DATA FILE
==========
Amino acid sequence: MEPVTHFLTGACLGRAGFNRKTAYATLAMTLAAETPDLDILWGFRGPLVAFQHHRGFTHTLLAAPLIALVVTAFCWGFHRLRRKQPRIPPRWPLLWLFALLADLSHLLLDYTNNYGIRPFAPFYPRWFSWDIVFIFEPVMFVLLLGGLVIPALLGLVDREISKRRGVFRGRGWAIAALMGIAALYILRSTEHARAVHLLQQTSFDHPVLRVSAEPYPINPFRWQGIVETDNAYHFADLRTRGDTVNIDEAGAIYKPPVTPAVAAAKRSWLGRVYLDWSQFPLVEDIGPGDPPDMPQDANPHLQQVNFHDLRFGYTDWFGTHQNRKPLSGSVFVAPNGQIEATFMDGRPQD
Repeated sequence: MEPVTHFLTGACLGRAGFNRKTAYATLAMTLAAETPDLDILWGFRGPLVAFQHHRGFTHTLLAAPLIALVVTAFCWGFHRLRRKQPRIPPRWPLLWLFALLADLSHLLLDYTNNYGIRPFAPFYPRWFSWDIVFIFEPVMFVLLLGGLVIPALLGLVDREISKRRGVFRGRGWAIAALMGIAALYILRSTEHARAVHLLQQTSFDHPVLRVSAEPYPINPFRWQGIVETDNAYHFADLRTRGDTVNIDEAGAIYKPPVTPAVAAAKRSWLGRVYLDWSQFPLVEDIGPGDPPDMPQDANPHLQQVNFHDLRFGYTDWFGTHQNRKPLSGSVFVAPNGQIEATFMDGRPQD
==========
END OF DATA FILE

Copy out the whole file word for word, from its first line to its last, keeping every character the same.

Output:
Amino acid sequence: MEPVTHFLTGACLGRAGFNRKTAYATLAMTLAAETPDLDILWGFRGPLVAFQHHRGFTHTLLAAPLIALVVTAFCWGFHRLRRKQPRIPPRWPLLWLFALLADLSHLLLDYTNNYGIRPFAPFYPRWFSWDIVFIFEPVMFVLLLGGLVIPALLGLVDREISKRRGVFRGRGWAIAALMGIAALYILRSTEHARAVHLLQQTSFDHPVLRVSAEPYPINPFRWQGIVETDNAYHFADLRTRGDTVNIDEAGAIYKPPVTPAVAAAKRSWLGRVYLDWSQFPLVEDIGPGDPPDMPQDANPHLQQVNFHDLRFGYTDWFGTHQNRKPLSGSVFVAPNGQIEATFMDGRPQD
Repeated sequence: MEPVTHFLTGACLGRAGFNRKTAYATLAMTLAAETPDLDILWGFRGPLVAFQHHRGFTHTLLAAPLIALVVTAFCWGFHRLRRKQPRIPPRWPLLWLFALLADLSHLLLDYTNNYGIRPFAPFYPRWFSWDIVFIFEPVMFVLLLGGLVIPALLGLVDREISKRRGVFRGRGWAIAALMGIAALYILRSTEHARAVHLLQQTSFDHPVLRVSAEPYPINPFRWQGIVETDNAYHFADLRTRGDTVNIDEAGAIYKPPVTPAVAAAKRSWLGRVYLDWSQFPLVEDIGPGDPPDMPQDANPHLQQVNFHDLRFGYTDWFGTHQNRKPLSGSVFVAPNGQIEATFMDGRPQD